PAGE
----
Butterfly Household Model of Care launches in Australia
A controversial model of dementia care, developed in the United Kingdom more than 20 years ago, will be piloted in three Australian aged care homes in July 2016.
The three pilot homes are Barunga Village located in Port Broughton, South Australia, The Salvation Army Aged Care Plus Centres in Chapel Hill, Queensland, and Narrabundah, ACT.
In 1995 Dr David Sheard founded Dementia Care Matters – now a global dementia care culture change and training organisation – and established the Butterfly Household Model of Care.
Dr Sheard said the controversial model sees a transformation in the way people with dementia are cared for, with a focus on their emotions.
Dr Sheard said the controversial aspect of his Butterfly Care Model is that carers are trained to join people with dementia in their reality and engage with their memories, rather than constantly trying to bring them back into the present.
“You can’t pump knowledge, reason and information back into people with dementia, it is a complete waste of time. Instead by joining them in their reality you are satisfying their emotional needs, which in turn reduces their anxiety and stress levels to improve their wellbeing,” he said.
There are currently 44 Butterfly Care Homes in the UK, three in Ireland, and three in Canada.
Results claimed in established Butterfly Care Homes indicate the use of anti-psychotic medications has decreased to almost 5%, compared to the national norms that are around 20% to 40% in the UK and Australia, and a 44% decrease in the number of falls. People are also claimed to have had significant weight gain and fewer admissions to hospital.
The implementation of the model in the three Australian aged care homes will include a complete refurbishment of the interior spaces where people with dementia live, to ensure the rooms are colourful and highly engaging, alongside a new approach to staff training, which focuses on staff developing their emotional intelligence.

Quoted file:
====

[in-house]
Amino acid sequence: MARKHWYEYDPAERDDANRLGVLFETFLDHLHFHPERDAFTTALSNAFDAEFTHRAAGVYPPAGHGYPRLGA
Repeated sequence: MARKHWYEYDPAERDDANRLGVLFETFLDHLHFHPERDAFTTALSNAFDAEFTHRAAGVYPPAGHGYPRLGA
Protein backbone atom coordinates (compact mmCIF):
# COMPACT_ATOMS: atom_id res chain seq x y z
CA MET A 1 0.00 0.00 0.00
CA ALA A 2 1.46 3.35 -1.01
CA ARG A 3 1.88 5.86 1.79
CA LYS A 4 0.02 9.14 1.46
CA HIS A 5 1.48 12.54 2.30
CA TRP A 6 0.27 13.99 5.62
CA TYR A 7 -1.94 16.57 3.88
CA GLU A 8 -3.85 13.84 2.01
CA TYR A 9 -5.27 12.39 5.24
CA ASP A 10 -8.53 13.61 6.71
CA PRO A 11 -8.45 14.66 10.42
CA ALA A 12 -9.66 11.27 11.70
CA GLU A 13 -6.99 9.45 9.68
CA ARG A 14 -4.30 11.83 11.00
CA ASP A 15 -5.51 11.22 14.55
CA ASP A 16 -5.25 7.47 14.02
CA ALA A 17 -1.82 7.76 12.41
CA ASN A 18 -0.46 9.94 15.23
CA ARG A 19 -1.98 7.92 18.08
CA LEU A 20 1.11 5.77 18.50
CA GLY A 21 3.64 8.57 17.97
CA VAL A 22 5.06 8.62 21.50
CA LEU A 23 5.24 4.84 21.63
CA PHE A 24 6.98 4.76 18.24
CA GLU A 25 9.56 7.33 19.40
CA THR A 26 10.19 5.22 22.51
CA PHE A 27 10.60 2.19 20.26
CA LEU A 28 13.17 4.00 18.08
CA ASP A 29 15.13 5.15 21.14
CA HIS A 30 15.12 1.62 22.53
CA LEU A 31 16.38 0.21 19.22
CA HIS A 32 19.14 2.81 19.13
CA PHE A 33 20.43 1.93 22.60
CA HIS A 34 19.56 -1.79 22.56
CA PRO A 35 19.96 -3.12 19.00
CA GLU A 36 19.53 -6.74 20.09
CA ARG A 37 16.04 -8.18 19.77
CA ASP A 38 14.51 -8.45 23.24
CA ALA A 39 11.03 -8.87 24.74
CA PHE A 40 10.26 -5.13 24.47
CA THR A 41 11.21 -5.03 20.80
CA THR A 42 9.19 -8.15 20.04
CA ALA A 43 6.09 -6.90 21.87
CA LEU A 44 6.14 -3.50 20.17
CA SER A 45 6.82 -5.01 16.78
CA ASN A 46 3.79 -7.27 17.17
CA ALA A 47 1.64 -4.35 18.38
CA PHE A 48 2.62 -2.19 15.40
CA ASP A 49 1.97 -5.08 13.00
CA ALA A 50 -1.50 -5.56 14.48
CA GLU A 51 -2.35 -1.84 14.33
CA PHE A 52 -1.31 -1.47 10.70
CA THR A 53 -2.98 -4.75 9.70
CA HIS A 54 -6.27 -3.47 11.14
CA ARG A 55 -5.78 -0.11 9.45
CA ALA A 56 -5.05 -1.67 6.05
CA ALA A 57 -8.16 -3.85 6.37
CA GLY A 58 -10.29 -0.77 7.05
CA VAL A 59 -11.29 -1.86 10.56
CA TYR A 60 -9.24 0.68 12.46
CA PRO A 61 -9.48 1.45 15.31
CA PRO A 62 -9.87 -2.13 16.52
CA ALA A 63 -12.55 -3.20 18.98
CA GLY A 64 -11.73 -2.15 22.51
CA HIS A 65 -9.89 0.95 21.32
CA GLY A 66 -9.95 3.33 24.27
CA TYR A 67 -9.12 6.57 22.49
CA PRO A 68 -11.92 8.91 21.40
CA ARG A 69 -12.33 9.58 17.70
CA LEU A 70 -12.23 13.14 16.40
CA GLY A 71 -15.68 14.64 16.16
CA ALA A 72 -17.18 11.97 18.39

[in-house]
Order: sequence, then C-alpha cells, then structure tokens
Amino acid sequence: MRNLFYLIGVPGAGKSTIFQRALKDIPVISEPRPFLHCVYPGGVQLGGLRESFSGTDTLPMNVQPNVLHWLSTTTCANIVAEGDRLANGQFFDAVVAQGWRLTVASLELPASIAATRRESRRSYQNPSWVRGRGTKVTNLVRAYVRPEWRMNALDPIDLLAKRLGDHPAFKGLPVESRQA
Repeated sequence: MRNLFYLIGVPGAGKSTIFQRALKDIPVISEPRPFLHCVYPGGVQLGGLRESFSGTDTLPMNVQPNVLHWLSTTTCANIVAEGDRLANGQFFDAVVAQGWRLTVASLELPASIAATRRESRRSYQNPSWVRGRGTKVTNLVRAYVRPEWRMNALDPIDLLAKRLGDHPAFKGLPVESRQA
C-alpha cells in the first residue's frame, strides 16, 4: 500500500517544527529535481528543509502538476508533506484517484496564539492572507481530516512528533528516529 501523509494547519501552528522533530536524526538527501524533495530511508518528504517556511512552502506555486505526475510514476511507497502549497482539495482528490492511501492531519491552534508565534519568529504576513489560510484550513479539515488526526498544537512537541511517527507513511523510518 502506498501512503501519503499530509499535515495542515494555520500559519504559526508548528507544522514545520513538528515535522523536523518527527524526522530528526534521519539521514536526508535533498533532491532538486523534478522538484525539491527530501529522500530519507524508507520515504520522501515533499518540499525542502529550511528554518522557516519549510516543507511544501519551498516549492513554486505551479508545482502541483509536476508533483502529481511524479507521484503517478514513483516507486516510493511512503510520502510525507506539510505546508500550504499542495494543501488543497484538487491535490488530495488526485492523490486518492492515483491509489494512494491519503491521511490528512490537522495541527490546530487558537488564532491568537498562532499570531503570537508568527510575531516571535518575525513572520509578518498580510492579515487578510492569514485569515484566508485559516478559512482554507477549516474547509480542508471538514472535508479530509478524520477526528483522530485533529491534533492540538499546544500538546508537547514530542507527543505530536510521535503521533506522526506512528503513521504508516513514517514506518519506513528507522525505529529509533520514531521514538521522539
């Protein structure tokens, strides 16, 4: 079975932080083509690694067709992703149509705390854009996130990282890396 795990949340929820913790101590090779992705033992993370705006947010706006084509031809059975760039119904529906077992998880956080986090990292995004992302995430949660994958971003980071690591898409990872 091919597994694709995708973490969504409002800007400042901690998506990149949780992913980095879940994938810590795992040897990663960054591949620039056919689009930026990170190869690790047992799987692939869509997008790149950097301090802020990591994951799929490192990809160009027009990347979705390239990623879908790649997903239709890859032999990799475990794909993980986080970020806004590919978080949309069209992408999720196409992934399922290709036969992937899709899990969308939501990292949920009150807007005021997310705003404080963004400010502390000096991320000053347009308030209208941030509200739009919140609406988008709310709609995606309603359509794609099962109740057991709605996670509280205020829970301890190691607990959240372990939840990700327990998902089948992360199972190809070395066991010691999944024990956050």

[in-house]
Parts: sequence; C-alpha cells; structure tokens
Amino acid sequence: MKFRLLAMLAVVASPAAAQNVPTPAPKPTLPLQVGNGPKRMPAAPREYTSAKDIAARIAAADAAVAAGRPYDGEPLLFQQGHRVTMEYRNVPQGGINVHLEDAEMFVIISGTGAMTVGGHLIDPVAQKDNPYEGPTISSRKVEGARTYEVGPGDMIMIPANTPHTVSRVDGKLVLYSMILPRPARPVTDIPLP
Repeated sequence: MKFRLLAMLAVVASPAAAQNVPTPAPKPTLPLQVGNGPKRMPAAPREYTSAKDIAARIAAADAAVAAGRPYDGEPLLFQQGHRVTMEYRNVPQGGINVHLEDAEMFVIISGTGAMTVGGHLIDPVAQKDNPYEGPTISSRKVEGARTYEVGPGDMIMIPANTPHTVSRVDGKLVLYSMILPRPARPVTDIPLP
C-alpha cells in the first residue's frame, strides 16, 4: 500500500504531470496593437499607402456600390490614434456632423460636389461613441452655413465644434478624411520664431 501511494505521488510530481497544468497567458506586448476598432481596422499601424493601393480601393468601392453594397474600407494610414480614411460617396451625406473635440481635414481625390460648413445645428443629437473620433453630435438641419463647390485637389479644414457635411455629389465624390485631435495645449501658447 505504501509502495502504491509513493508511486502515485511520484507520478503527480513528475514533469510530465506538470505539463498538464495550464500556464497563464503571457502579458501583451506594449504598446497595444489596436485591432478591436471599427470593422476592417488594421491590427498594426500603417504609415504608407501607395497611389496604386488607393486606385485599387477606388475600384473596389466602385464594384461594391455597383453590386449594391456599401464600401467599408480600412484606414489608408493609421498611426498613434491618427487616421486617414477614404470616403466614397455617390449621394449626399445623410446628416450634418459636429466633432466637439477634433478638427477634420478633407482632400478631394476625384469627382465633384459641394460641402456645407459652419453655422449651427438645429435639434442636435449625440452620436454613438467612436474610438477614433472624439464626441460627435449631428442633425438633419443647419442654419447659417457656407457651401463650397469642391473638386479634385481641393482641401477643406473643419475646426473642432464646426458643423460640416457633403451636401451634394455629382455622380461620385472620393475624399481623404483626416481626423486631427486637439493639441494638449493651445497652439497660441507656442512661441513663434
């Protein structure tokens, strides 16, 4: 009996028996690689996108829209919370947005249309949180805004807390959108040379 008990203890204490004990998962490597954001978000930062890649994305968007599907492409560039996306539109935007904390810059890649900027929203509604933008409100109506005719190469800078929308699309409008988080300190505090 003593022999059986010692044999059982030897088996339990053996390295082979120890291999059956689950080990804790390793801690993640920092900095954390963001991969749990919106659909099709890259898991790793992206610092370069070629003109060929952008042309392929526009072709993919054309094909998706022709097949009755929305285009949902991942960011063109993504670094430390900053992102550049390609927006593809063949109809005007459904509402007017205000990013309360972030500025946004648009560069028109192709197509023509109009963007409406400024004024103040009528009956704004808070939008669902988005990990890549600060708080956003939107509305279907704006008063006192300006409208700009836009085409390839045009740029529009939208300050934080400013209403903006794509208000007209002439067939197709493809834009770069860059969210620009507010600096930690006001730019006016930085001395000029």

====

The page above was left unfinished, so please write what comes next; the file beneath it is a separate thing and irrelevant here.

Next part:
Other key aspects of the model include:
Removing institutional features such as staff wearing uniforms, medicine trolleys, and rigid task-based routines;
Enabling greater freedom for people living in the home to do more for themselves and feel less restricted; and
Developing small household living for people with dementia in a family-like environment.
Dr Sheard said the matched houses are a key to the effectiveness of the model. “Grouping people together in houses who are at similar levels of dementia gives them the best chance to thrive and have a sense of well being, whilst enabling staff to provide specialist skills to people in focused groups,” he said.
Dr Sheard and his team will arrive in Australia in July to begin implementing the one-year pilot of the Butterfly Care Model in the three aged care homes. After the one-year pilot, the homes are graded and if a mark of 1-3 is achieved, it is classified a Butterfly Home. This mark is reviewed annually.
Director of Nursing at Barunga Village, Merrilyn Hewett said, “Through our partnership, the staff training and changes to the physical environment we will transform the way we care for our people living with dementia.
“We truly want to connect emotionally with the people who live here so we can understand and meet their individual needs.
“Our hope in the first 12 months is to inspire staff to value the Butterfly Household Model of Care through witnessing first-hand the increased contentment of people living here.”
The three homes were chosen after an expression of interest application for Australian partners was held, which received 45 inquiries.
23 June 2016.